A platform-independent architecture utilizing open standards and protocols enables machines and operators to better collaborate. In this vein, the ability to execute procedures can make it possible to connect with key control systems to collect information and coordinate actions, and embedding scripts can extend functionality with logic, including accessing real-time information from other databases and systems. This approach provides an equipment operator with all the relevant information needed to complete work efficiently and can be easier and more intuitive to use.
One example is software that ensures accurate SOP execution, along with validation of manual tasks, and comprehensive information capture/sharing.
The software converts paper-based SOPs into a digital format, capable of operating on a wide range of hardware such as smartphones, PCs, and tablets. The information is displayed as an operator-friendly checklist, and accessories such as barcoders or markers can be integrated. Completed tasks are self-auditing and timestamped for future reference and compliance reporting.
In the field, manual procedures are linked via the operator’s interface on a mobile or stationary device to the process control platform through software that enables bidirectional communication regarding equipment status and task completion.
Once the SOPs are in a digital format, they are much easier to update, streamline, and standardize across the organization. Too often, plant A does things one way and plant B another way, even when using the same machinery. There are so many variables and nuances that many large companies struggle to standardize procedures across multiple locations; they need tools where comments and other feedback loops can help track best practices to optimize operations and drive continuous improvements.
One of the companies utilizing this type of application is Praxair, a wholly owned subsidiary of Linde plc, and a leading industrial gas company in North and South America and one of the largest worldwide. The Fortune 300 company produces, sells, and distributes atmospheric, process and specialty gases, and high-performance surface coatings from more than 800 plants worldwide, with thousands of smaller stations – each with its own unique SOPs.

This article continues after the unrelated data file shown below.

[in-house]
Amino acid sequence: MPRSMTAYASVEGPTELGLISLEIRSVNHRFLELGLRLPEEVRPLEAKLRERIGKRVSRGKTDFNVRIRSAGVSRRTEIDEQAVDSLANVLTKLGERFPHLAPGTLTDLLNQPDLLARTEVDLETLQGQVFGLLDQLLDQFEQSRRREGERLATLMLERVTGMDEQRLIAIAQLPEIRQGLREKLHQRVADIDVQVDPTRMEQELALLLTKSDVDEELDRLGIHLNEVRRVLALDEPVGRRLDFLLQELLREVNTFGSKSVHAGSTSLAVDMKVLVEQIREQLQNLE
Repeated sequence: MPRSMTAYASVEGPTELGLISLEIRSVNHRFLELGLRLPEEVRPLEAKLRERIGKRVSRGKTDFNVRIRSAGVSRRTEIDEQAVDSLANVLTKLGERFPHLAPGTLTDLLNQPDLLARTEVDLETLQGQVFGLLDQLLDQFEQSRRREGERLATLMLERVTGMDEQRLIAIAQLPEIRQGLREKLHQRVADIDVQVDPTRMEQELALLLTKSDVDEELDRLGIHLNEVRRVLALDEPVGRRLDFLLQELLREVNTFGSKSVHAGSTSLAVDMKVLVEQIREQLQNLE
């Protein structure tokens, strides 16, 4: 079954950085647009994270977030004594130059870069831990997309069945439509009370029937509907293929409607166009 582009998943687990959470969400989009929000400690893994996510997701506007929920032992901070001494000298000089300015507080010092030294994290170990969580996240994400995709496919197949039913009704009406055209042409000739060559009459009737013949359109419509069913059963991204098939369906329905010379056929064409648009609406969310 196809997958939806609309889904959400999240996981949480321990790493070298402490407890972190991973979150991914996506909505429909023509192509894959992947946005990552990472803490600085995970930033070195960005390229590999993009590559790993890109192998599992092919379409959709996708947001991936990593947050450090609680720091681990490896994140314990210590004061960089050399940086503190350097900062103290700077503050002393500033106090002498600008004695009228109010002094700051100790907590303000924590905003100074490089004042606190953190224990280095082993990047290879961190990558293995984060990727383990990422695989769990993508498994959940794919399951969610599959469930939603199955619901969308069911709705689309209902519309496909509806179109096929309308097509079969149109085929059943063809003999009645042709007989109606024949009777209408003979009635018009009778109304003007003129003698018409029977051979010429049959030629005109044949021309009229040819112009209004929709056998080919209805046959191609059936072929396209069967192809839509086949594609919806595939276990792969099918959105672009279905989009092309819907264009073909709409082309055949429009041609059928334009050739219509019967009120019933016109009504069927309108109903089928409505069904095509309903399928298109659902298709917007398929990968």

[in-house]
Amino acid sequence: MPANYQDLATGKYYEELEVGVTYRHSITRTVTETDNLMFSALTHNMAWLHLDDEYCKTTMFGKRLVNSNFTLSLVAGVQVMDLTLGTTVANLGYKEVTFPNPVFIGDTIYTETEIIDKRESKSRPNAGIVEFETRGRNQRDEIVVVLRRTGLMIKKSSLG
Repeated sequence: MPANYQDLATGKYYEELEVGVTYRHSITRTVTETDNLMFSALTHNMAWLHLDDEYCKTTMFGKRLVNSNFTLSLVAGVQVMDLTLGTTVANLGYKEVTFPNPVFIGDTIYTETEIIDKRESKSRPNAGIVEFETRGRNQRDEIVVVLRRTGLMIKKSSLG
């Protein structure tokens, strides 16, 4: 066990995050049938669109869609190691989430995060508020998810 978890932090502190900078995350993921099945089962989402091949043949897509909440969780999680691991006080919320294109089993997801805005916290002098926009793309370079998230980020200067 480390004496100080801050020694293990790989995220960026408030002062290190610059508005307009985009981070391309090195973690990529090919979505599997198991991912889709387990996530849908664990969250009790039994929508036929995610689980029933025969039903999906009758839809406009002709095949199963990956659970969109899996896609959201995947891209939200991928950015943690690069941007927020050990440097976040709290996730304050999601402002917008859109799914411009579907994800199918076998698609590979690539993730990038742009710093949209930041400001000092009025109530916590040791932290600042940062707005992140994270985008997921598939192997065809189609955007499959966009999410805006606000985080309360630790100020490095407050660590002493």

Praxair was looking to shed the load manually and physically from its operators and prevent potential problems during equipment startups and shutdowns, maintenance, and complex operational rounds.
Among the challenges for Praxair, was that traditional offline SOPs made data inaccessible to analytics, which severely reduced corporate visibility into internal operations. Also, with traditional SOPs, there was no integration with the DCS, no rigid authentic and version control and no archival record-keeping “historian.”
The company’s Business Process Improvement team voiced concerns over two major “disconnects.” They wanted to review procedures to identify ways to speed equipment startup; and they wanted facilities to share procedural information and learn best practices from one another, a task more easily accomplished in electronic format.
To do this, the Business Process Improvement team sought software with multimedia support in the field to provide access to images, video, QR codes, etc. In addition, the team wanted to support portable or wearable devices, which will play an increasingly important role on factory floors of the future.
Finally, the company felt interconnecting manual work execution with process, batch and state-based control systems could provide an additional level of validation by automatically checking to see if certain required operations are performed. Plant safety and efficiency can be improved by automating lower value monotonous tasks as well as critical tasks, such as ensuring a machine’s valve is closed before moving forward to the next step. Because this approach communicates with the control system, it can prompt the control system to close the valve, providing a safeguard to human error and enabling operators to execute work in harmony with an automated control strategy.
Chris Kourliouros is VP, Product Marketing, of NovaTech LLC Process Division, which specializes in continuous control system architecture.